If a person can afford to cover all his medical bills, whether by way of an insurance plan or paying out of pocket, without being put in danger of starvation, destituteness, or bankruptcy, then I consider him a person who can afford to pay for his own healthcare. On the other hand, a person who can afford to pay for most medical procedures, but not for certain rare and costly procedures, which would be beyond his ability to pay for, I would consider someone who cannot afford to pay for his own healthcare — but only in regards to said rare procedures. So, I can see that there would be somewhat of a grey area in this matter, where people suddenly find themselves saddled with a medical bill for an operation or a treatment that they cannot afford to pay, even if they normally have no problem paying for their medical insurance. Giving government aide to such people is not what I am questioning here. I am questioning giving aide to people to cover expenses that they can afford to pay for themselves.
Under a socialized medical system, we would be PAYING for medical care through our taxes.
Actually, the taxes are already being taken from us, by force no less. We are not paying the government for such services; they are taking control of the industry, and directly funding it through money that they have already taken away from us. And unless you are going to give a tax break to someone who chooses to opt out of the socialistic medical scheme, then it certainly bears no resemblance to an insurance company, for with an insurance company we at least have the option of not giving them any money at all, whereas with the government our money gets taken anyway, to be spent at the government’s discretion.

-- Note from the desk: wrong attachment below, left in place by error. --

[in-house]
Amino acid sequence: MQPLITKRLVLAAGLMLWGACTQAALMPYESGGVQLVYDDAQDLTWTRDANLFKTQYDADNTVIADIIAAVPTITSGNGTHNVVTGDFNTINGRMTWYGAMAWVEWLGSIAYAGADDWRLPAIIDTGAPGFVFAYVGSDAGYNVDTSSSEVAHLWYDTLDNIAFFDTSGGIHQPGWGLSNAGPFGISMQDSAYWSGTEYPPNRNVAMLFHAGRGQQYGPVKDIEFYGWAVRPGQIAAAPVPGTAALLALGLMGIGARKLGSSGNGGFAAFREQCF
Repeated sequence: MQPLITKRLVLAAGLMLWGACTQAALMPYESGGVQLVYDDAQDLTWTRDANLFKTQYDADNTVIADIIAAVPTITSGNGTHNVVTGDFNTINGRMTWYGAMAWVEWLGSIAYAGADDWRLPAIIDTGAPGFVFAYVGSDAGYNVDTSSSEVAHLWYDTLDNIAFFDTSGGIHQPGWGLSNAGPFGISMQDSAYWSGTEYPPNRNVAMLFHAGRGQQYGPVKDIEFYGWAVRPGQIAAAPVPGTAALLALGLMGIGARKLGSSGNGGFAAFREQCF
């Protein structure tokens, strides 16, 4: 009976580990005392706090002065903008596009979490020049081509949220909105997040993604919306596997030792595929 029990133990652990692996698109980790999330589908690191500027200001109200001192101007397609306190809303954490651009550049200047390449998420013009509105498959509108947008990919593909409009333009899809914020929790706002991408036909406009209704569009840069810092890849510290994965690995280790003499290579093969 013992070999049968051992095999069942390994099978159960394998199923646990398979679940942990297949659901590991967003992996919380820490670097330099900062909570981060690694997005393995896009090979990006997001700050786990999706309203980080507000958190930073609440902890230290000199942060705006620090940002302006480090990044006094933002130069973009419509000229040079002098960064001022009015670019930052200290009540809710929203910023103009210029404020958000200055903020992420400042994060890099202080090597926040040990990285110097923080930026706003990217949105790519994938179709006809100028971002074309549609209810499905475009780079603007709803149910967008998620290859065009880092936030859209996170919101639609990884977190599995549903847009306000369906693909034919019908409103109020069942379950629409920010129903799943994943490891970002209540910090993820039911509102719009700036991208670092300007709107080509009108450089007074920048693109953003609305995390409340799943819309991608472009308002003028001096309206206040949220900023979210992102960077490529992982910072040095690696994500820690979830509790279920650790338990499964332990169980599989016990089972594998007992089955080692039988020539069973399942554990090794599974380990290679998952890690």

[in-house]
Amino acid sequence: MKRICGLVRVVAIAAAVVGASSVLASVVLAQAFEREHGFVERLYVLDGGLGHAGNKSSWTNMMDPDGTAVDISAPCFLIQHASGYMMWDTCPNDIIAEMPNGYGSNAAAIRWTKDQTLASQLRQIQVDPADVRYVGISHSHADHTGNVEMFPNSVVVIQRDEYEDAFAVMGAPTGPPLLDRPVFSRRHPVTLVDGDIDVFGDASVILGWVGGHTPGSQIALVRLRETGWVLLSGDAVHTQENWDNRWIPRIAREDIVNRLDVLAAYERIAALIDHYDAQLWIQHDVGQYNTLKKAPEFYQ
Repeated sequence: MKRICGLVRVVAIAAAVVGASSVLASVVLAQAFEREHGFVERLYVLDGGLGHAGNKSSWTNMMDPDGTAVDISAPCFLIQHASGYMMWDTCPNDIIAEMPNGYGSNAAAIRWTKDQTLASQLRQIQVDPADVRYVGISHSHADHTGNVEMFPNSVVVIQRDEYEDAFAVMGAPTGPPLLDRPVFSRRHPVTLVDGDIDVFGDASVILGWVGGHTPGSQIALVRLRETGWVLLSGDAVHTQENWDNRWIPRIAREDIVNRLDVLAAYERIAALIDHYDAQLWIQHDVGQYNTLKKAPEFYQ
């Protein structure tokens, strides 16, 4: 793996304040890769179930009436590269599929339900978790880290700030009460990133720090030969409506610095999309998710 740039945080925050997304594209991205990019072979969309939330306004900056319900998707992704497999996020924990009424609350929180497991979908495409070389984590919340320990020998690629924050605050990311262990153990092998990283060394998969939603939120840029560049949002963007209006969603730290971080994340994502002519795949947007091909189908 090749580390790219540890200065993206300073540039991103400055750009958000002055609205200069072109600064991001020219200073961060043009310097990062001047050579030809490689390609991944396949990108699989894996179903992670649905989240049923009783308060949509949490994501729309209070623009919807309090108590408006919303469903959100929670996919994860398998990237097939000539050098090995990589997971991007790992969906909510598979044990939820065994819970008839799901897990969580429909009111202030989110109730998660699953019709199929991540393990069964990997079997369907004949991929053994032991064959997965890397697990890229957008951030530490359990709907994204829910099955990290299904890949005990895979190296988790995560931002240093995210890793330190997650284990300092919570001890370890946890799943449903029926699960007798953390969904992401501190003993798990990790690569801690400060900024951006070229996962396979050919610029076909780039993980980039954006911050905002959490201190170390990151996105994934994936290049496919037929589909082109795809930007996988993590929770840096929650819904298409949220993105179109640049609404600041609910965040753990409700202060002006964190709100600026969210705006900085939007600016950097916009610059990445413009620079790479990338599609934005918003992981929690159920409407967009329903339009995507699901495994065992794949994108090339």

All are factors which need to be addressed. I don’t think this country can simpy bandage something that broken at this point.
Ah, well, in that much we are in agreement, then. ;)

M.Z. Forrest March 11, 2008 at 12:55 pm

Government programs that work well: Postal Service, IRS, CDC, National Parks, Medicare. I would also have no difficulty coming up with private sector organizations that are open to the criticisms often leveled at government, many of them in the health arena.
Why not a two tiered approach? Probably the biggest factor working against a two-tiered approach is that a lot of the savings available are from monopolization. Another factor is the perception and often reality of one tier subsidizing the other. We actually have a two-tier system in our country presently, and one of the claims is the public tier is inadequately paying for its use of health care resulting in higher charges in the private sector. Conversely there is the claim that the private sector is only interested in insuring the healthy and leaving the unhealthy as a public burden, either direcly through Medicaid or indirectly through uncompensated care given in emergency rooms and what not. Needless to say, there is a degree of complexity in the matter.

Russ72 March 11, 2008 at 3:18 pm

Another thought,
In 2007, total spending was $2.3 TRILLION in 2007, or $7600 per person (from http://www.nchc.org/facts/cost.shtml).
In 2006, the median annual household income according to the US Census Bureau was determined to be $48,201.00 (from http://en.wikipedia.org/wiki/Household_income_in_the_United_States).
So in a very poorly calculated way, an average household of 1 would have to dedicate 15% of their present-value earnings every year to come out even with current medical expenses.
Now suppose you don’t pay anything from age 20-50 and stay healthy. How would you ever afford to catch up then? You couldn’t possibly afford it, so would turn to the government for the free stuff when you need it.
And that’s why you can’t just provide health care for the people who can’t afford it.

Bernard March 11, 2008 at 3:51 pm

All the arguments against universal health carte are proved wrong by the UK system.
To hear the arguments against universal care the ‘logic’ used is that the morte comprehensive the system is the more it must cost.
Last time I checked the USA system took 14% of GDP.